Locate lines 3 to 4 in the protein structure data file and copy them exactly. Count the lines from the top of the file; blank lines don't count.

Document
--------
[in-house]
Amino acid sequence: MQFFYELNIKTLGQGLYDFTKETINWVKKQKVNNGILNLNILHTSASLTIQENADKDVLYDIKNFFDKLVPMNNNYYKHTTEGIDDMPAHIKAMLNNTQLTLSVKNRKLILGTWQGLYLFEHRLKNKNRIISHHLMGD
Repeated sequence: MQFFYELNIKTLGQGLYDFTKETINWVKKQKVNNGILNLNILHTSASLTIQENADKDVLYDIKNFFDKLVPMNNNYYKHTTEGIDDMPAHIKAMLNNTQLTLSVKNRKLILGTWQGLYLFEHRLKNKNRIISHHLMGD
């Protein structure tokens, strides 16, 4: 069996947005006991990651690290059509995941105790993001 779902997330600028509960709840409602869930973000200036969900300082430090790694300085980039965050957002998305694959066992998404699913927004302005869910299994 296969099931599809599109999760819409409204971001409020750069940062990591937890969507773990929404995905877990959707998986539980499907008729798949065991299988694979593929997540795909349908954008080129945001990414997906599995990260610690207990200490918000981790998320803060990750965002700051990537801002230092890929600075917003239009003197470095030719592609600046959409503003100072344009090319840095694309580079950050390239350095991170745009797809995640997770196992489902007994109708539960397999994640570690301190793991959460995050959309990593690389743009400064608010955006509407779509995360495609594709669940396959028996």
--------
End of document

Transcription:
Repeated sequence: MQFFYELNIKTLGQGLYDFTKETINWVKKQKVNNGILNLNILHTSASLTIQENADKDVLYDIKNFFDKLVPMNNNYYKHTTEGIDDMPAHIKAMLNNTQLTLSVKNRKLILGTWQGLYLFEHRLKNKNRIISHHLMGD
């Protein structure tokens, strides 16, 4: 069996947005006991990651690290059509995941105790993001 779902997330600028509960709840409602869930973000200036969900300082430090790694300085980039965050957002998305694959066992998404699913927004302005869910299994 296969099931599809599109999760819409409204971001409020750069940062990591937890969507773990929404995905877990959707998986539980499907008729798949065991299988694979593929997540795909349908954008080129945001990414997906599995990260610690207990200490918000981790998320803060990750965002700051990537801002230092890929600075917003239009003197470095030719592609600046959409503003100072344009090319840095694309580079950050390239350095991170745009797809995640997770196992489902007994109708539960397999994640570690301190793991959460995050959309990593690389743009400064608010955006509407779509995360495609594709669940396959028996």